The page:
In other words, a CFC is considered as holding an obligation of a U.S. person if such CFC is a “pledgor” or “guarantor” of such obligation. The legal memorandum provides that, in certain cases, where the related U.S. person whose obligation is held by a CFC is “financially impaired,” the “undertaking,” expressed or implied, by another CFC may be treated as a pledge or guarantee.
This may occur if a related U.S. person: (1) incurs obligations from multiple CFCs, and (2) repayment of one obligation within the 60-day period is contingent on a subsequent obligation to another CFC. Moreover, if the assets of a CFC “serve as security” for the performance of an obligation of a related U.S. person, the CFC will be considered a pledgor or guarantor of that obligation.
The legal memorandum intones that each obligation may not be executed as one “in a series of related steps in a unified transaction.”4 Should it be determined that a series of obligations constitutes “rollovers” of a single obligation, the periods of disinvestment will be ignored for purposes of testing the 60- and 180-day rules. Whether a series of obligations is, in substance, a single obligation is ultimately a question of fact, and the legal memo sets forth factors to consider in making this determination, including:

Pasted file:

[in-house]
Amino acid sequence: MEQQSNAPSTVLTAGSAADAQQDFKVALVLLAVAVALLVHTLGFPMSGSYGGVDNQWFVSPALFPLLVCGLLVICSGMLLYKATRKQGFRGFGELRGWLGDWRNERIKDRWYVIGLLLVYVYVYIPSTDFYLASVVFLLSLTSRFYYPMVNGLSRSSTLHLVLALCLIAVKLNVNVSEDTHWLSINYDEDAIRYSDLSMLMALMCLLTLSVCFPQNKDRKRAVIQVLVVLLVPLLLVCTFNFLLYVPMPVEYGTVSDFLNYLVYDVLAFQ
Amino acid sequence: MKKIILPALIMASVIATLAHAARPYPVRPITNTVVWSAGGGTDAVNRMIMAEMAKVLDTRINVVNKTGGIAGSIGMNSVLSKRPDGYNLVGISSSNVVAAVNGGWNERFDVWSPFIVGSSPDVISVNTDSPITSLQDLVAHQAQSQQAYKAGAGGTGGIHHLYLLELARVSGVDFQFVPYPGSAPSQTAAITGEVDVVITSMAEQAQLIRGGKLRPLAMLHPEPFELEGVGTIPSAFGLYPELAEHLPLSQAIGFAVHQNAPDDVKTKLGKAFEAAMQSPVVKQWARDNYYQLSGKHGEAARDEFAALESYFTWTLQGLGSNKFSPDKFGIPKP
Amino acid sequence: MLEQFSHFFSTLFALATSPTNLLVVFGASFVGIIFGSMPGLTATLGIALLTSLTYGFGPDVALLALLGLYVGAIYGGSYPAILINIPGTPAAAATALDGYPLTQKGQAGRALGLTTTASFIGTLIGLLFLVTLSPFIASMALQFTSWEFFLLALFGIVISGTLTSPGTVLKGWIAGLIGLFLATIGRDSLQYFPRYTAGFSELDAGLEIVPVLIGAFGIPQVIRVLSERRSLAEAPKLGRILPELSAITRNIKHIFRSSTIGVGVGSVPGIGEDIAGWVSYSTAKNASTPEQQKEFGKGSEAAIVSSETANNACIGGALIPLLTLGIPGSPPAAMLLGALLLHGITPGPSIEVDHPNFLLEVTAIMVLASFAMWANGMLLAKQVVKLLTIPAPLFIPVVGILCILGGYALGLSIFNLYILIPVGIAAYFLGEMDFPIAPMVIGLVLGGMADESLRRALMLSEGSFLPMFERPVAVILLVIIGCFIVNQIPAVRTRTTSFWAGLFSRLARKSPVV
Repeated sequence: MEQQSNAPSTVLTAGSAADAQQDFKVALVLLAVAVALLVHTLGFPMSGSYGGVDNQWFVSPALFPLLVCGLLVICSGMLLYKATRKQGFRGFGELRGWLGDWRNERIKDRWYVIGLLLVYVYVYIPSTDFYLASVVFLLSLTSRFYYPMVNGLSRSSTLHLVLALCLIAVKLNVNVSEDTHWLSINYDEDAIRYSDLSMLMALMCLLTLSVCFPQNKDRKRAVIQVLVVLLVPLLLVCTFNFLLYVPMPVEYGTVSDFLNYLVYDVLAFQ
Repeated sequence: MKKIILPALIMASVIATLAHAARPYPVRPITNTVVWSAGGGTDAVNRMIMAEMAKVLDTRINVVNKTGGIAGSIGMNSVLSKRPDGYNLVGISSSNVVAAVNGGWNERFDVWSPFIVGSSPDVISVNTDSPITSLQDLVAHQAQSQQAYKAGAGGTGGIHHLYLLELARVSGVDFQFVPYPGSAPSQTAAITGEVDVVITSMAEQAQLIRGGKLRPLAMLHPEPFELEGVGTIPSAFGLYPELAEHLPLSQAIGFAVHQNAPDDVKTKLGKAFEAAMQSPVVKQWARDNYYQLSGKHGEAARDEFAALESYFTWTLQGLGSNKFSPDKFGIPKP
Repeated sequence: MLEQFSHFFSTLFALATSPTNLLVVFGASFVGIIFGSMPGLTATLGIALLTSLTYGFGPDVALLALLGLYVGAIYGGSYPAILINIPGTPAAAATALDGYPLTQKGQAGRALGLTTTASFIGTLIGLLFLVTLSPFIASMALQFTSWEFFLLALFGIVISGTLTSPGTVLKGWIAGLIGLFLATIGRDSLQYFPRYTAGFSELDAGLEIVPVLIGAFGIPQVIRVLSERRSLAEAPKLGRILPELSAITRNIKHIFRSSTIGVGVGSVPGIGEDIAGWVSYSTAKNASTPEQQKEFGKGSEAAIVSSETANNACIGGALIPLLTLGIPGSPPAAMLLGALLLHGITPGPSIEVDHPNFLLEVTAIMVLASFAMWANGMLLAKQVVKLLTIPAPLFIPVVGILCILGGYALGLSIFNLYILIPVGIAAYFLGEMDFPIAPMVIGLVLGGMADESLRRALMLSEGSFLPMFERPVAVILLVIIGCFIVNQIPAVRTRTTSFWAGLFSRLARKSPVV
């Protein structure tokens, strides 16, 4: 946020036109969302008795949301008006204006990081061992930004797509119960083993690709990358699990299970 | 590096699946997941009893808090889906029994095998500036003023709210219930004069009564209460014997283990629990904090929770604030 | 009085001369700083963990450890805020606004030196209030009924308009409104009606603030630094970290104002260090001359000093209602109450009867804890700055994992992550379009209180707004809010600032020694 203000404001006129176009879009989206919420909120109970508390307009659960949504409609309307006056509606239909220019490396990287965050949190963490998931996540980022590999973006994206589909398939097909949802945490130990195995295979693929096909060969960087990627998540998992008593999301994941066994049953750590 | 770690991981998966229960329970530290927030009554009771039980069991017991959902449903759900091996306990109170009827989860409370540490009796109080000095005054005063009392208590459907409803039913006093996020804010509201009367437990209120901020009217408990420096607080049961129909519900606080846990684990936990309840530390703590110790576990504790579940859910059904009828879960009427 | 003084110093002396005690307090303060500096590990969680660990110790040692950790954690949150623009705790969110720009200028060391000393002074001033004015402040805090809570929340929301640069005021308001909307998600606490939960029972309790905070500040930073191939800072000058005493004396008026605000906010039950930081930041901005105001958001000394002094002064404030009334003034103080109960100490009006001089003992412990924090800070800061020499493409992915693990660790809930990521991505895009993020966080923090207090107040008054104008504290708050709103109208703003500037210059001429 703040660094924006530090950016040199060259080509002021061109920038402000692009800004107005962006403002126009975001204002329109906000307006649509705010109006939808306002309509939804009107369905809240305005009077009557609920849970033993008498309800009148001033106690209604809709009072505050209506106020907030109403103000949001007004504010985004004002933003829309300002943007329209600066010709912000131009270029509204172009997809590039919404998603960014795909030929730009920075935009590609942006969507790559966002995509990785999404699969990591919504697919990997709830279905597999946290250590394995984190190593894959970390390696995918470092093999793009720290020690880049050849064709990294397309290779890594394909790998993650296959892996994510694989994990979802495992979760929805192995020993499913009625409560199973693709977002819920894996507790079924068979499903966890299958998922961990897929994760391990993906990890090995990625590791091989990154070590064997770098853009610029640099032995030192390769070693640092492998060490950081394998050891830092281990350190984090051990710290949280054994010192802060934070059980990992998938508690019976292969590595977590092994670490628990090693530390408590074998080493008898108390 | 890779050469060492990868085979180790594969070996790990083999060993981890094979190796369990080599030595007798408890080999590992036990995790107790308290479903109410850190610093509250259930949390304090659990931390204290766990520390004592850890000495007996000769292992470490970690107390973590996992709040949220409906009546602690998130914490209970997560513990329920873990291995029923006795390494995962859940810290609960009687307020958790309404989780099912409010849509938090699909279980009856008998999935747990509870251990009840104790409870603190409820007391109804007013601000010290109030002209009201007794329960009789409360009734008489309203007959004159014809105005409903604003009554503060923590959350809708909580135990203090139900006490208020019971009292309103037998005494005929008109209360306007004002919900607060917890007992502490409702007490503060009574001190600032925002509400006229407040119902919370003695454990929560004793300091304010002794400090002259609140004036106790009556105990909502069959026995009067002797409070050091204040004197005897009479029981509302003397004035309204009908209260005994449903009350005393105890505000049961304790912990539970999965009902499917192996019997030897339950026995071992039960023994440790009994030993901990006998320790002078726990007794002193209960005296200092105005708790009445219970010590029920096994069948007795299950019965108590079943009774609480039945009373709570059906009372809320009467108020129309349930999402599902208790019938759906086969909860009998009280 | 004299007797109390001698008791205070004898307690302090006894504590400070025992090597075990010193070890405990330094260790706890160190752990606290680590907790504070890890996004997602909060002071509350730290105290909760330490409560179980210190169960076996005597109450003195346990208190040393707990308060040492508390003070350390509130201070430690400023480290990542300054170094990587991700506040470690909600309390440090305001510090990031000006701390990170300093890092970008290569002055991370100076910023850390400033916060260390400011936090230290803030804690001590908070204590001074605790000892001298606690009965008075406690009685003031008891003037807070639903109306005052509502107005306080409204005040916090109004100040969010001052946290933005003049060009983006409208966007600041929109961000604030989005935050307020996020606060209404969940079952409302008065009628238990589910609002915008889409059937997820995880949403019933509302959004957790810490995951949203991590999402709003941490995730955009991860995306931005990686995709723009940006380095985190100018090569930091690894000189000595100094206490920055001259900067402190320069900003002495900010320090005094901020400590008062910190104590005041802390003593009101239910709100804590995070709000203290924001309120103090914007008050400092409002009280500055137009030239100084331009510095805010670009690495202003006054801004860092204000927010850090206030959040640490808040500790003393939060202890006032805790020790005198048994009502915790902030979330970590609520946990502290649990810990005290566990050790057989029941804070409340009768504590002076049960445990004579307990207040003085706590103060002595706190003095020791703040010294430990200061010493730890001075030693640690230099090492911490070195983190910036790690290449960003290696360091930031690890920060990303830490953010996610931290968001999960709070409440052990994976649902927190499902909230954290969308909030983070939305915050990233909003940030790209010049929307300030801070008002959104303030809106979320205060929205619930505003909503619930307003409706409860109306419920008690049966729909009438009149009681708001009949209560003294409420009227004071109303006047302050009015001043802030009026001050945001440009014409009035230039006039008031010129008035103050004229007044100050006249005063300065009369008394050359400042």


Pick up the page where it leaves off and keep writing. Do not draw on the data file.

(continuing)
• The volatility of economic conditions;
• The related U.S. person’s access to commercial paper markets; and
• A reasonable evaluation of whether these conditions will persist during the term of the loan.
Moreover, as might be expected, the legal notice provides that the analysis should evaluate the period of disinvestment; that is, the time that elapses between the repayment of one 60-day loan and the institution of another one. The legal guidance also cites an IRS Revenue Ruling (Rev. Rul. 89-73, 1989-1 C.B. 258) for the following reason: in the revenue ruling, it was held that “brief periods of disinvestment,” relative to the period the loans being evaluated were outstanding, should in fact be disregarded.
Contributing editor Robert Willens, founder and principal of Robert Willens LLC, writes a weekly tax column for CFO.com.
1 A CFC is any foreign corporation more than 50% of the voting power or value of the stock of which is owned by U.S. shareholders on any day during the foreign corporation’s taxable year. See Sec. 957(a).
2 A U.S. shareholder is a U.S. person who owns at least 10% of the total combined voting power of all classes of the foreign corporation’s stock entitled to vote. See Sec. 951(b).
3 An obligation of a related person is an investment in which triggers a deemed dividend to the CFC’s U.S. shareholders.
4 See Jacobs Engineering Group, Inc. v. United States, 79 AFTR, 2d 97-1673.